The Islamic State on Thursday confirmed the death of its leader Abu Bakr al-Baghdadi, and his heir apparent who were killed in back-to-back attacks by United States forces in northern Syria days ago.
The fearsome terrorist group announced a new leader and warned America: “Do not be happy.”
In an audio recording uploaded on the Telegram app, the Islamic State mourned the loss of al-Baghdadi, who led the organization for nearly a decade, and its spokesman, Abu Hassan al-Muhajir, who was killed a day after al-Baghdadi and who had widely been considered a potential successor.
The audio recording was the first word from the Islamic State confirming the death of its leader, which President Trump triumphantly announced on Sunday as a huge blow to the world’s most fearsome terrorist group.
Trump and Pentagon officials said al-Baghdadi had blown himself up with a suicide vest, also killing two children, after he had been cornered on Saturday in a dead-end tunnel during an American military raid in a northern Syrian village. al-Muhajir was killed on Sunday in an airstrike elsewhere in northern Syria.
al-Baghdadi’s death came eight months after American-led forces in Syria seized the last remnants of the territory once held by the Islamic State, which at its height spanned an area the size of Britain across parts of Syria and Iraq.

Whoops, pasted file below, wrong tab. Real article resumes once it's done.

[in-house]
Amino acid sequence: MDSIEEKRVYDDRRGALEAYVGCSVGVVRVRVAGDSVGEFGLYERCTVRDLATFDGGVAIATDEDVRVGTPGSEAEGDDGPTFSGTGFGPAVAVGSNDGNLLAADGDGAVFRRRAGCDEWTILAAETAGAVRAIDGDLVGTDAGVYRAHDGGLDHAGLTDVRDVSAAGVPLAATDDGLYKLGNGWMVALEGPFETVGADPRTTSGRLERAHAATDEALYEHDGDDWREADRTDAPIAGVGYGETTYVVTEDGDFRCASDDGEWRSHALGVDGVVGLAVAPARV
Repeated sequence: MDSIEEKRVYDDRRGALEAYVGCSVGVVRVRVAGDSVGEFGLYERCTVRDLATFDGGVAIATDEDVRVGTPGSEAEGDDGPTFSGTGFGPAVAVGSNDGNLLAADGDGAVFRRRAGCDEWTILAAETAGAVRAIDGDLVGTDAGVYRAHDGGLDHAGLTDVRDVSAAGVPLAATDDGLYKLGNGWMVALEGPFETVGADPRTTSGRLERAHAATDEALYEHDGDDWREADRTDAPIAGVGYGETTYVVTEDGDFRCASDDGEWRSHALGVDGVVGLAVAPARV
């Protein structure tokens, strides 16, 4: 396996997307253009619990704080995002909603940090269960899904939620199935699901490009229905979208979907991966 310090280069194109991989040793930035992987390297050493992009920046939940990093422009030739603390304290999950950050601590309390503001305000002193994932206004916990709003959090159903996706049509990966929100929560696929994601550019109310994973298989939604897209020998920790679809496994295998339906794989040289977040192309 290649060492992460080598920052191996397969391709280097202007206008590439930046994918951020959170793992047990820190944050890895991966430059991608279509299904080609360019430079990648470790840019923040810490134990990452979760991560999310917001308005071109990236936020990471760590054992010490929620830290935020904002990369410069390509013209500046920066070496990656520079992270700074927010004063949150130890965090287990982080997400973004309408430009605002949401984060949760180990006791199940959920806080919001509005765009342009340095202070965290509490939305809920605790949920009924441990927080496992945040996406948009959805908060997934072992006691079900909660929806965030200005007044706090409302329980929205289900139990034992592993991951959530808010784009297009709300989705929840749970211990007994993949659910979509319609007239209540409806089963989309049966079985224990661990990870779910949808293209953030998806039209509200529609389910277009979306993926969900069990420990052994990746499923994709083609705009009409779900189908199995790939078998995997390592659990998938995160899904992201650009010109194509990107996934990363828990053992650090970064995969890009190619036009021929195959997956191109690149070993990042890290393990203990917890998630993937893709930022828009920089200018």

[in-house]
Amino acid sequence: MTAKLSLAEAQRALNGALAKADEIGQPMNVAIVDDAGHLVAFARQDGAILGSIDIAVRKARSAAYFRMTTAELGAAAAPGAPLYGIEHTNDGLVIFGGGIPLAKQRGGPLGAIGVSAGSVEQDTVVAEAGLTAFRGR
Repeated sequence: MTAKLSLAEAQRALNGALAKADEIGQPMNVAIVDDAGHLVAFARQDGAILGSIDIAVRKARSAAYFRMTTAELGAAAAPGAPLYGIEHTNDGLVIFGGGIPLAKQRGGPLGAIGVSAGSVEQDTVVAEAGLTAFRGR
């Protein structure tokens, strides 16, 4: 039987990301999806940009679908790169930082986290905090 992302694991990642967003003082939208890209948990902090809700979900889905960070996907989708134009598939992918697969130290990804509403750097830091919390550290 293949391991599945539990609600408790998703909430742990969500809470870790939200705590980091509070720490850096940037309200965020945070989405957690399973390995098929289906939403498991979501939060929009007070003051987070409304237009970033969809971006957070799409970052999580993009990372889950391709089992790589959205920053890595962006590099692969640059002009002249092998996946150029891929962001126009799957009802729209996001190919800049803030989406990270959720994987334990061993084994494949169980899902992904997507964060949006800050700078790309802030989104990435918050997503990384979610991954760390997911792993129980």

The Islamic State announcement said that al-Baghdadi had been succeeded as leader by Abu Ibrahim al-Hashemi al-Qurayshi, whom it identified as the “emir of the believers” and “caliph.”
Almost nothing is publicly known about al-Qurayshi, including his real name, and counterterrorism analysts were scrambling Thursday to try to figure out who he is.
“Nobody — and I mean nobody outside a likely very small circle within ISIS — have any idea who their new leader ‘Abu Ibrahim al-Hashimi al-Qurayshi’ is,” Paul Cruickshank, editor of the CTC Sentinel at the Combating Terrorism Center, said in a tweet on Thursday. “The group has not yet released any meaningful biographical details which might allow analysts to pinpoint his identity.”
Daniele Raineri, a journalist and analyst who has been studying the Islamic State’s leadership structure for more than a decade, said that ISIS leaders often acquire a new nom de guerre with the appointment to a new position, meaning Mr. al-Qurayshi may have had a completely different name last week.